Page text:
MONTREAL ― Even if the COVID-19 outbreak ends quickly, life in Canada ― or elsewhere ― won’t be going back to the way it was anytime soon.
That’s the general prognosis coming from the economic experts these days ― experts who themselves admit they can’t forecast very well right now, because the world’s direction today depends not on economic trends, but on the behaviour of a new and still poorly-understood virus.
But some things are starting to come into focus, and it’s becoming possible to envision what the world will look like in three months’ time, as Canada ― hopefully ― emerges from the lockdown.
Here’s the bad, the good and the ugly of what may be ahead.
First of all, many Canadians will be idle, at least for a while. According to a new forecast from the Parliamentary Budget Office, 5.4 million people will be drawing the new $2,000-a-month Canada Emergency Response Benefit (CERB) in the coming months. That’s more than a quarter of the country’s labour force as of February of this year.
The jobless rate itself probably won’t rise quite that high, because many people are leaving the workforce. Some 600,000 Canadians gave up looking for work in the past month, disappearing from the unemployment statistics.
Watch: Canada’s emergency response benefit still unclear for students, gig workers. Story continues below.
Even after the lockdown, elderly and other vulnerable people will likely be asked to stay home longer than the rest of the population, CIBC economists Benjamin Tal and Taylor Rochwerg predicted in a report released Thursday.
And those Canadians who are working, will be working differently. Many more will be working from home permanently as businesses could be ordered to minimize the number of people in offices, and to keep physical distancing measures in place.
Factories and construction sites will operate below capacity in order to minimize human interaction, meaning goods and buildings will be produced more slowly. The pace of construction may be half what it used to be, Tal and Rochwerg estimated.
People will be doing far less flying, and in order to maintain physical distancing, passengers will finally get some real leg room, even in coach class.
The restaurant and bar industries may face some of the toughest times of all. The CIBC report notes 53 per cent of Canada’s restaurants have closed, and how many will reopen is an open question.
To the dismay of many, large gatherings of people like major-league sports events, conferences and concerts will likely remain shut down for the foreseeable future, the CIBC report predicted. It may be quite a while before anyone enjoys an NHL game in person.
But for those people whose jobs have suddenly turned out to be essential ― the grocery store clerks, the garbage collectors, the delivery people ― things might actually be better than average these days. “Hiring and wage inflation in that space will rise,” Tal and Rochwerg wrote.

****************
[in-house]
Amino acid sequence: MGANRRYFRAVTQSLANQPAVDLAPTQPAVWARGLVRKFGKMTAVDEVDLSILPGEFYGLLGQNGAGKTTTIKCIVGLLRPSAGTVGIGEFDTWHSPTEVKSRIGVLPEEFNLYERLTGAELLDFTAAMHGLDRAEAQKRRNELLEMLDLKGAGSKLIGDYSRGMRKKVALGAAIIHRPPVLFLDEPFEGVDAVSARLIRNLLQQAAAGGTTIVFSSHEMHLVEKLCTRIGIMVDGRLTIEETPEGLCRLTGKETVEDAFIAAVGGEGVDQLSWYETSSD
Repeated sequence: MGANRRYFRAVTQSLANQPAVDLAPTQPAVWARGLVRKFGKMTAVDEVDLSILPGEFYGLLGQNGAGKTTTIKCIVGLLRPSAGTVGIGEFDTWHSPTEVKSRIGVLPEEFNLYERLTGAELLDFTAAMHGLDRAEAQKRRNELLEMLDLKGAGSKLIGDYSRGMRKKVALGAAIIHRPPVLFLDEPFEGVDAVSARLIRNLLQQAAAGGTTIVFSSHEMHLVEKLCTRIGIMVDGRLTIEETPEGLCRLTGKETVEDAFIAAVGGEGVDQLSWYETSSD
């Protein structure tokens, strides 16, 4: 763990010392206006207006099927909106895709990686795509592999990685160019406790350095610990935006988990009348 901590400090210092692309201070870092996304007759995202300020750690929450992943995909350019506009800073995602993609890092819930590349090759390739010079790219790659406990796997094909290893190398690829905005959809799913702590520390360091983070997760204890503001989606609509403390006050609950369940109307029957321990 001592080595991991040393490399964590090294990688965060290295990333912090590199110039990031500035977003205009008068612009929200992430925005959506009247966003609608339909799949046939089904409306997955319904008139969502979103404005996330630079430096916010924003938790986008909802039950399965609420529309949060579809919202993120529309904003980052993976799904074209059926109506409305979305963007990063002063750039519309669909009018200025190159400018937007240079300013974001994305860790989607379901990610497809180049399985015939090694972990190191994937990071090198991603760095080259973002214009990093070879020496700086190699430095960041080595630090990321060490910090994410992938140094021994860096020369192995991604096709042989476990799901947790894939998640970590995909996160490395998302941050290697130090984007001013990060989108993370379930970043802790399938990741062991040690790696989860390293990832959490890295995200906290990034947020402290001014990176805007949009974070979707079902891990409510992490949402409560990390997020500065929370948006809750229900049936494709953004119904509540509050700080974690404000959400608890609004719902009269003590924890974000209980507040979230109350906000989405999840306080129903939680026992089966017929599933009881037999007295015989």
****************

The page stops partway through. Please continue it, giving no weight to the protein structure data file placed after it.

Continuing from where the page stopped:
And people will be finding work ― maybe at a faster pace than is normal when an economy recovers from a shock.
“For many, in fact for the majority of the newly unemployed, the situation is temporary in nature,” CIBC’s Tal wrote in an email to HuffPost Canada. “The demand for those jobs did not vanish as is the case in a normal recession. It’s frozen. The crisis has an end game.”
That “end game” is the development of a vaccine or treatment that would effectively end the virus’ ability to spread through the human population.
“It’s just a question of time, and that’s why government help here is so important as we simply buy time until it is over,” Tal added.
The World Health Organization has suggested that we are 18 months away from a COVID-19 vaccine, though any timeline for a scientific discovery like this is little more than a guess. However, the effort to find a cure appears to be unprecedented in scale, with hundreds of millions of dollars funding dozens of projects to find a vaccine or treatment.
There is one large issue headed Canadians’ way that could seriously complicate a recovery: High household debt levels, which might not be sustainable with so many households losing their income. Canadians were carrying some of the highest debt levels of consumers anywhere when the economic collapse hit.
“Consumer debt levels were elevated heading into the shock,” Royal Bank of Canada chief economist Craig Wright said in a podcast Thursday. “Consumers are shell shocked because of the hit to employment.”
Consumer spending makes up about 60 per cent of Canada’s economy, and in typical recessions, it has helped pull the economy out of its slump. This time, “consumers are not well positioned to lead us out of the recovery,” Wright said.
Policymakers are aware of the problem, and are taking steps. The Bank of Canada and Canada Mortgage and Housing Corp. have embarked on a campaign to buy lenders’ mortgages, a move that will shore up the banking system with a $150-billion (or more) cash infusion.
“The demand for those jobs did not vanish as is the case in a normal recession. It’s frozen. The crisis has an end game.”
All of the major banks have announced mortgage deferral programs, giving households affected by the crisis more time to make payments. However, interest charges still apply, and deferring a mortgage may affect the borrower’s credit rating.
And with one in 10 Canadian mortgages already in the deferral process, there’s a good chance the new world will look different in yet one more respect: Stung by the realization of how fragile our finances are, the days of excessive borrowing may finally be over for Canadian consumers.
But when it comes to predicting the state of our world, the usual experts admit they may be outgunned this time.
“We’re not epidemiologists,” Wright said.